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Moscow Villager - Moscow, PA
  • Kathryn Rem: Label genetically engineered foods

  • In a 1992 policy statement, the FDA allowed GE foods to be marketed without labeling, saying they were not “materially” different from other foods.

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  • Want to know if there is corn syrup, trans fat or gluten in your food? Read the label.
    The U.S. Food and Drug Administration requires more than 3,000 ingredients, additives and processes to be labeled so consumers can know what they are eating.
    There’s a big omission, though, in the regulations: Consumers have no way of knowing if the products they buy are genetically modified.
    Genetically modified organisms, or GMOs, are created through gene-splicing techniques. This relatively new science allows DNA (genetic material) from one species to be transferred into another species, creating organisms with combinations of genes from plants, animals and bacteria.
    Plants that are altered in this way are called genetically engineered foods. It is impossible to create these transgenic organisms through traditional crossbreeding methods.
    In a 1992 policy statement, the FDA allowed GE foods to be marketed without labeling, saying they were not “materially” different from other foods.
    This policy is in sharp contrast to the rest of the world. Nearly 50 countries have mandatory labeling policies for GE foods. That includes South Korea, Japan, United Kingdom, Brazil, China, Australia and the entire European Union.
    Since 2011, 36 bills dealing with the labeling of GE foods have been introduced in state legislatures. In Illinois, the Genetically Engineered Food Label Act (HB 1249) was introduced last year, but it died in committee. It was reintroduced last month and now sits in the rules committee.
    Most U.S. corn is genetically engineered, as are high percentages of soybeans and sugar beets. About 70 percent of processed foods on supermarket shelves contained genetically modified organisms. That includes everything from soup to soft drinks, crackers to condiments.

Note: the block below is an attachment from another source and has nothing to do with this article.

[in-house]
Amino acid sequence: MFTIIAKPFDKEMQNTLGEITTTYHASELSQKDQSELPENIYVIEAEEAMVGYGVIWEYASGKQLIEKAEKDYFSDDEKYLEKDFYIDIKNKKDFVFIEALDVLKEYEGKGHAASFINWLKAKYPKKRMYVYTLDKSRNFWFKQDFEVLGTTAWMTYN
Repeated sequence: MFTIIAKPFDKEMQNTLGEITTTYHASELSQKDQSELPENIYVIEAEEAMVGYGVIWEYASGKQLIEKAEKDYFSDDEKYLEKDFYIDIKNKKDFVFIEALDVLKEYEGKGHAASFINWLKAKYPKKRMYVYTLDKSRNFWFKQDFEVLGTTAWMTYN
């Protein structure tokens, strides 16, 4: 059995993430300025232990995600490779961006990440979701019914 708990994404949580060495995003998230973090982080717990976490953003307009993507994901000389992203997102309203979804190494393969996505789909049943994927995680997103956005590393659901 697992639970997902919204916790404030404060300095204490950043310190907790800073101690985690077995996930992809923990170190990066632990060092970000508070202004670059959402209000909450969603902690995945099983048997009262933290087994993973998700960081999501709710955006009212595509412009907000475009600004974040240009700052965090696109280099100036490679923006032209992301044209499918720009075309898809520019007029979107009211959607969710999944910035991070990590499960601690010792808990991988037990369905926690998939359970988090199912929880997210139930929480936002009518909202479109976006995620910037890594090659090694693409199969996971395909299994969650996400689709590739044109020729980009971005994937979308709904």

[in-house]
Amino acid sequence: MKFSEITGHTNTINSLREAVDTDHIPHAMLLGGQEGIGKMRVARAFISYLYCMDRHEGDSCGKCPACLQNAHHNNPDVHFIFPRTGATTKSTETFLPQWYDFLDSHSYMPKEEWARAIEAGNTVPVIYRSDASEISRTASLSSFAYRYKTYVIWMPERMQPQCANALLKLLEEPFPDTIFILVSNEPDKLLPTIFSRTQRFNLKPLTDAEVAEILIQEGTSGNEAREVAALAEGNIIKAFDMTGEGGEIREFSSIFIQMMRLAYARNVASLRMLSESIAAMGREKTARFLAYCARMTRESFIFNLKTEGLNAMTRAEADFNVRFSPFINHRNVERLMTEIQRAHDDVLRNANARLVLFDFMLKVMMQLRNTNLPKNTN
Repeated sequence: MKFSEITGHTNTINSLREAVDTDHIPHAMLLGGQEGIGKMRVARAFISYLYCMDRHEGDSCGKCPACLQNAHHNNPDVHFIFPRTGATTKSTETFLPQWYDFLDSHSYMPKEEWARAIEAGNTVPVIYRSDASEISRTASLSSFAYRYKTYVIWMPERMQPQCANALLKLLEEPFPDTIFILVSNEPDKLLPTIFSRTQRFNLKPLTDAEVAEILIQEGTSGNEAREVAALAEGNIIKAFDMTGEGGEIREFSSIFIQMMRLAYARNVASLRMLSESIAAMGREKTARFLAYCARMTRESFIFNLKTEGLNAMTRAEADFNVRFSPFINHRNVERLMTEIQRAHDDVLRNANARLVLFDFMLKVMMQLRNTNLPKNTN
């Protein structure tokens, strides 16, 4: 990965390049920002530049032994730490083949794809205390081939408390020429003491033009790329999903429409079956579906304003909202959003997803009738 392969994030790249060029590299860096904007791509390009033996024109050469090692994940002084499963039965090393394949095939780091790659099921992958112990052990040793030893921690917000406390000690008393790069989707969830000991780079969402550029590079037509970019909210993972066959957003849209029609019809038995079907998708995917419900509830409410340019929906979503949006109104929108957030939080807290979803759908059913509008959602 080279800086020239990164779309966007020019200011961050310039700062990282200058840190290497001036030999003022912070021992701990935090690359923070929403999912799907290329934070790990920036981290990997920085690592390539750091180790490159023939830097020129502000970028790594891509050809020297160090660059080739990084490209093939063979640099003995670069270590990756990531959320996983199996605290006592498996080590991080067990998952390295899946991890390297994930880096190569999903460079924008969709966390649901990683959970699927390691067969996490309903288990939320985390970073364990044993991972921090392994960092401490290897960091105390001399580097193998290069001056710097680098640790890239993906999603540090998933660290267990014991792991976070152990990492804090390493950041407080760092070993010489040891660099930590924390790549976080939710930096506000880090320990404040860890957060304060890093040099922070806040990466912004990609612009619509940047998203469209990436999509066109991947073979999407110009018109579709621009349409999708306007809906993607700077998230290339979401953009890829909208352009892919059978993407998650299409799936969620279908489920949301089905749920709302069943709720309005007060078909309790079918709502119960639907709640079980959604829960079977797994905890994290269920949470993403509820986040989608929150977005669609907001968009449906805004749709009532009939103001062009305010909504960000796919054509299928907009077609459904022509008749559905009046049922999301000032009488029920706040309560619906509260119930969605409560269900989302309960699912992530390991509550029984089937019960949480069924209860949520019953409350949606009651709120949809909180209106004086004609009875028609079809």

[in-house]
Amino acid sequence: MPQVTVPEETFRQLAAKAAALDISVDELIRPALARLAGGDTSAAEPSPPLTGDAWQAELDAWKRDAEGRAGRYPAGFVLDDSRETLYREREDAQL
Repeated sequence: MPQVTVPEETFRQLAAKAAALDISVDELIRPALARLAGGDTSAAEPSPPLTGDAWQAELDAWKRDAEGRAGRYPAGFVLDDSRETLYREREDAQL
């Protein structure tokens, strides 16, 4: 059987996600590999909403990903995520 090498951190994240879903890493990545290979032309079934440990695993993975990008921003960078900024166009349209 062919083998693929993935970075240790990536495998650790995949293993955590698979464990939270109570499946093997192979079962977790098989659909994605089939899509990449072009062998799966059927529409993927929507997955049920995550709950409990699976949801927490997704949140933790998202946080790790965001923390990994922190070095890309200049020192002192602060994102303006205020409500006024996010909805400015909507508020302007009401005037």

According to the Center for Food Safety, a Washington, D.C.-based environmental group, the government has not done any long-term health or environmental impact studies on GE foods or crops. The center says there is laboratory and field evidence that GE crops can harm beneficial insects and transfer GE genes through the environment –– contaminating neighboring crops and creating potentially uncontrollable herbicide-resistant weeds.
    Opponents to labeling say it will increase the cost of food and burden companies with more regulations. GE crops, they say, have been planted in the U.S. since 1996, and there has not been a single proven instance of illness or harm. In addition, GE products may be more profitable for farmers, requiring fewer chemicals, allowing faster plant growth and reducing stress on land and water.
    Most Americans support GE labeling, according to a survey done on behalf of Just Label It (http://justlabelit.org), a coalition of 500 organizations that support mandatory labeling. The research by The Mellman Group found 92 percent of the 1,000 Americans surveyed support labeling. That includes 93 percent of Democrats, 89 percent of Republicans and 90 percent of Independents surveyed.
    Page 2 of 2 - A legal petition calling for the mandatory labeling of GE foods, written by attorneys at the Center for Food Safety, was submitted in September to the FDA. The agency took public comments on the petition, and it took just 180 days for more than 1 million comments to be filed. Once the comment period closed, the FDA had until March 27 to respond.
    “As was expected, the FDA gave us an ‘interim response,’ which means they want more time to review the petition,” said Sue McGovern, spokeswoman for Just Label It. “Just Label feels the people have spoken and that the FDA needs to listen and act,” she added.
    Consumers need to make informed choices about the foods they eat. Instead of embracing barriers, the government should put its might behind providing information to citizens. As soon as possible.
    Food editor Kathryn Rem can be reached at kathryn.rem@sj-r.com. Follow her via twitter.com/KathrynRemSJR.
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